Views of CCJR Members
- Created: September 23, 2010
- Written by Peter A. Pettit
I participated this May in a script review of the Oberammergau Passion Play, and in late June saw the production. There the script opened more of its elegance to me, and I found several dimensions of theatricality that make the production’s impact significantly different than the script’s. This notoriously anti-Jewish institution has been transformed under the current directors.
Seen in Oberammergau, the play’s most striking impression may be that this is a communal Christian project. Grounded in a vow taken in 1633 and now in its forty-first production, the project is avowedly Christian and more than 2,000 of the 5,000 Oberammergau residents take part. Directors Otto Huber and Christian Stückl both trace back family participation through generations – the Stückl name appears on the original vow and Hubers have held key roles throughout the twentieth century. Here, family legacies are as much about stage histories as workaday identities.
The essence of this play is the uninterrupted performance of a vow, inherited with the woodshops and fields, the cobblestones and mountain vistas as the stuff of daily life. That makes it tricky to assess the play as either theatre or theology. Yet, as both, it is more than respectable, and the interaction of theatre and theology makes this a different kind of Passion Play.
Huber and Stückl have used the Greek chorus tellingly. By restricting all Christian expression to the chorus and its lead spokesperson, the “Prologue,” they have staged the Jesus story as a Jewish story played out under Roman occupation. Not one disciple, prescient priest, Roman, or anonymous on-looker – and not even Jesus -- voices a distinctively Christian sentiment. They tell a Jewish story with integrity, and the chorus invites and embodies Christian reflection with equal integrity.
A similar make-over has been given to the tableaux vivants, still-life portrayals of scenes from Israel’s biblical history that have been a key source of the play’s supersessionist dynamics. No longer do they set up a triumphant Christianity by depicting a failed Judaism. Rather, the dynamic now echoes that of the gospel writers: to understand Israel’s God, one must look to God’s history with Israel for a paradigm. Through literary criticism and comparative midrash we now recognize the paradigmatic tropes from biblical Israel that shaped the gospel stories, and this is how the tableaux vivants now function. “Just as” God acted in Israel’s life, “so also” God has acted in Jesus’ life.
With these two structural changes, the directors have opened up more dramatic space for the key characters. Pilate has become the callous, manipulative political animal that non-biblical sources show him to be; Judas is a complicated human figure whose remorse at the unintended consequences of his best intentions is within every viewer’s reach; and Caiaphas is a middle-man surfing on the waves of power, desperate to hold his edge in an environment over which he has no ultimate control. In the world of this production, everyone is either Roman or Jewish, and everyone has a responsible hand in the tragedy that plays out as the crucifixion. But in such a world, it no longer matters who is Roman and who is Jewish, because their guilty flaws are broadly human. The ultimate challenge is put to the audience: “If God is barred from one’s heart, then – as one can see in the world – we will also hate our fellow humans” (Act VIII, Chorus).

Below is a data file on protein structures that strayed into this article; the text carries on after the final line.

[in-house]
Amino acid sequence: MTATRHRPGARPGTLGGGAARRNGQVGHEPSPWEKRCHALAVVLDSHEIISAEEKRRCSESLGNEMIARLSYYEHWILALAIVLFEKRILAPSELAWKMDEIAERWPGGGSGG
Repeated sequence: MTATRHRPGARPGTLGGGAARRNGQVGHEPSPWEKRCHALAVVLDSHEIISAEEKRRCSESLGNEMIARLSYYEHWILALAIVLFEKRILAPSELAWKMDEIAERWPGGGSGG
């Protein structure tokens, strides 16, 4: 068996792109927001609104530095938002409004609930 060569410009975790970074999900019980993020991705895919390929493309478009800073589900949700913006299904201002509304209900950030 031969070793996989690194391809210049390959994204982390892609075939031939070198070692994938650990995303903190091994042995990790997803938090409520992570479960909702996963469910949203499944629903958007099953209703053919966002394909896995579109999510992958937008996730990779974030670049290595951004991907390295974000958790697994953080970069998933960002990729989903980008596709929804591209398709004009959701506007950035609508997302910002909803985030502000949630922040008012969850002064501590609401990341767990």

This play is not the place to find critical historical reconstruction or sophisticated theological discussion. Neither should one minimize, however, its witness to a universal spiritual challenge. Anyone can recognize it, and among people of different faiths it can even engender meaningful dialogue. People will value this particular spiritual struggle variously, and the directors do not defend their theology as the best or only one; they dramatize it effectively and leave it to the audience to engage with it.
Most importantly, they have cleared the stage of the distractions of classical Christian anti-Jewish tropes by taking seriously the calling to portray a Jewish Jesus. By making the story more historically time-bound and the interpretive framework more explicitly Christian and contemporary, this production succeeds in conveying the universal significance that Christians have always seen in Jesus’ passion. Here it is told courageously with a language of faith informed by God’s covenantal bond to Jesus’ own people, the Jews.
The Rev. Peter A. Pettit is Director of the Institute for Jewish-Christian Understanding and Associate Professor of Religion Studies at Muhlenberg College.